Java 8 forEach tutorial

Java 8 forEach tutorial shows how to use Java 8 forEach() method. We work with consumers and demonstrate forEach() on lists, map, and set collections.

The forEach() method was introduced in Java 8. It provides programmers a new, concise way of iterating over a collection.

The forEach() method performs the given action for each element of the Iterable until all elements have been processed or the action throws an exception.

void forEach(Consumer<? super T> action);

This is the syntax of the forEach() method.

Consumer interface

The Consumer interface is a functional interface (an interface with a single abstract method), which accepts a single input and returns no result.

@FunctionalInterface
public interface Consumer {
    void accept(T t);
}

This is the definition of the Consumer interface.

JavaForEachListConsumer.java
package com.zetcode;

import java.util.ArrayList;
import java.util.List;
import java.util.function.Consumer;

public class JavaForEachListConsumer {

    public static void main(String[] args) {

        List<String> items = new ArrayList<>();

        items.add("coins");
        items.add("pens");
        items.add("keys");
        items.add("sheets");

        items.forEach(new Consumer<String>() {
            @Override
            public void accept(String name) {
                System.out.println(name);
            }
        });
    }
}

In this example, we iterate over a list of strings with forEach(). This syntax can be shortened with Java lambda expression.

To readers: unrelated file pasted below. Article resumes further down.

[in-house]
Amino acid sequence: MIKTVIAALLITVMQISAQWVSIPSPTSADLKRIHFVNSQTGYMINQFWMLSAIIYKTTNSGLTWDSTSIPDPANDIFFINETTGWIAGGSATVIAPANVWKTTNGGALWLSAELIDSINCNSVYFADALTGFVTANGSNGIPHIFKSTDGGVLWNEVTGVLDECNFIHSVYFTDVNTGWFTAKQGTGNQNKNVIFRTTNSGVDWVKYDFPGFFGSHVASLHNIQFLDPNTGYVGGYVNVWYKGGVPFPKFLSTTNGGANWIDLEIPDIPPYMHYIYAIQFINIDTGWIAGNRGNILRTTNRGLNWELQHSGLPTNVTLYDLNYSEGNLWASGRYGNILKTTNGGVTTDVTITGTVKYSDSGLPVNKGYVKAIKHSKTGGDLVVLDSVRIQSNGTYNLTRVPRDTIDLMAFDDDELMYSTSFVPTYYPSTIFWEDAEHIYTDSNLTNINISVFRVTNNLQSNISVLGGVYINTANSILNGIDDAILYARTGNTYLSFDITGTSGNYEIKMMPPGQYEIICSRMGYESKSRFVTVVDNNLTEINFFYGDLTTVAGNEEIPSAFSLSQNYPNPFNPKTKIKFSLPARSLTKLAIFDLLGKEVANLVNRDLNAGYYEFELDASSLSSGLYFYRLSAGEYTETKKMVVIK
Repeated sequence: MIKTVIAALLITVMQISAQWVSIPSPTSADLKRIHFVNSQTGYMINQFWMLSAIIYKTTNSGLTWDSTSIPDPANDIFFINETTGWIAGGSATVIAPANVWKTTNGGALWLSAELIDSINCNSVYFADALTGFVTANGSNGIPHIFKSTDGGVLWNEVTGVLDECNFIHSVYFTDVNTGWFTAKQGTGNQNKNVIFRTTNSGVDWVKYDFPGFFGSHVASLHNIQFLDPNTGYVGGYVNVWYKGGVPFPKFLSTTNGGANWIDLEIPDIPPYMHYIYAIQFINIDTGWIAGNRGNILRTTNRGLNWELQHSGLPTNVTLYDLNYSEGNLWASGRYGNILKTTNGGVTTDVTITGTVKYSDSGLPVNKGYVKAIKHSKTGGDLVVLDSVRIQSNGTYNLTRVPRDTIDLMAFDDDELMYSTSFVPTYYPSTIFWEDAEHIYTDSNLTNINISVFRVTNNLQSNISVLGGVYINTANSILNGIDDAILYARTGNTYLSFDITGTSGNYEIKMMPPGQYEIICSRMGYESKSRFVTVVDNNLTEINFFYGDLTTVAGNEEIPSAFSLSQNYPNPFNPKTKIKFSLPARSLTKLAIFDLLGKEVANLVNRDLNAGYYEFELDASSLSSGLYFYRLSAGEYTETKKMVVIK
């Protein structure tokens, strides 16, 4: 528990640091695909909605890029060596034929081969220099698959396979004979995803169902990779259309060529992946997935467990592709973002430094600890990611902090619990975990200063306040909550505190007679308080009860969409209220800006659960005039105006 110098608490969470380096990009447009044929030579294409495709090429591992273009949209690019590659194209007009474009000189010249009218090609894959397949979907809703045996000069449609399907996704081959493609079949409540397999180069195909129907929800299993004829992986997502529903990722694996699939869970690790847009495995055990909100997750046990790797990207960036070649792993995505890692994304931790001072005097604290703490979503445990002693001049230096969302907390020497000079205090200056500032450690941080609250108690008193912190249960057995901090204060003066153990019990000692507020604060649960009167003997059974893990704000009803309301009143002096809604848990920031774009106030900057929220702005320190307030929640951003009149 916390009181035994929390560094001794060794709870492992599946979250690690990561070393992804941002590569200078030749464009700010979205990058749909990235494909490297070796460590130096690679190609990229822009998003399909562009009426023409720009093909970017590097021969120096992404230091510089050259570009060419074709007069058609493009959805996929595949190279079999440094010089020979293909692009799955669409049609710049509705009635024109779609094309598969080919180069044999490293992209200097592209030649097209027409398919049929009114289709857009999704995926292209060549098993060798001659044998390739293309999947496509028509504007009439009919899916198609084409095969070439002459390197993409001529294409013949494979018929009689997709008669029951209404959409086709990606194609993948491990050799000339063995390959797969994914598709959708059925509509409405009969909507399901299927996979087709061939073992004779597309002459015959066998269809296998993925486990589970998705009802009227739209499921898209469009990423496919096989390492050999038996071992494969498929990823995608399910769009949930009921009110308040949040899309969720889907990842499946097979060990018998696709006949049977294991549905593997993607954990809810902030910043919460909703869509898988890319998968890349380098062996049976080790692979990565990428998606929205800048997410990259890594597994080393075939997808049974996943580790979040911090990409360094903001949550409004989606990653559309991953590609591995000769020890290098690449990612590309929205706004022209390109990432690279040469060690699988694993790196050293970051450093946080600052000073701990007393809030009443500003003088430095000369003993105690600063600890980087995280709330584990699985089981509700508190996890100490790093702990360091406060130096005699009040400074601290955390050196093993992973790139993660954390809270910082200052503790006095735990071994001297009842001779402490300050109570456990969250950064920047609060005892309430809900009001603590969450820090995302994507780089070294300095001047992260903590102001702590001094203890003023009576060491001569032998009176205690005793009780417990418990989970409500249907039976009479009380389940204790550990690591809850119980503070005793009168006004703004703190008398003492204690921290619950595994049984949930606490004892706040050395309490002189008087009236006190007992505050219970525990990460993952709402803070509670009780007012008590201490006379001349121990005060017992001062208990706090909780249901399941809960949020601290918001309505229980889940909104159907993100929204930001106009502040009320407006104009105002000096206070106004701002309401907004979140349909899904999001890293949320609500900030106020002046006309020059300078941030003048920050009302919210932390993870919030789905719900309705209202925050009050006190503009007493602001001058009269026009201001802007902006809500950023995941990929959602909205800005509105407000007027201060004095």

Lambda expression

Lambda expressions are used primarily to define an inline implementation of a functional interface, i.e., an interface with a single method only. Lambda expression are created with the -> lambda operator.

JavaForEachListLambda.java
package com.zetcode;

import java.util.ArrayList;
import java.util.List;
import java.util.function.Consumer;

public class JavaForEachListLambda {

    public static void main(String[] args) {

        List<String> items = new ArrayList<>();

        items.add("coins");
        items.add("pens");
        items.add("keys");
        items.add("sheets");

        items.forEach((String name) -> {
            System.out.println(name);
        });
    }
}

Here we have the same example. The lambda expression makes the example more concise.

Using forEach on Map

The following example uses forEach() on a map.

JavaForEachMap.java
package com.zetcode;

import java.util.HashMap;
import java.util.Map;

public class JavaForEachMap {

    public static void main(String[] args) {

        Map<String, Integer> items = new HashMap<>();

        items.put("coins", 3);
        items.put("pens", 2);
        items.put("keys", 1);
        items.put("sheets", 12);

        items.forEach((k, v) -> {
            System.out.printf("%s : %d%n", k, v);
        });
    }
}

We have a map of string/integer pairs. With the forEach() method, we iterate over the map and print its key/value pairs.

Using forEach on Set

The following example uses forEach() on a set.

JavaForEachSet.java
package com.zetcode;

import java.util.HashSet;
import java.util.Set;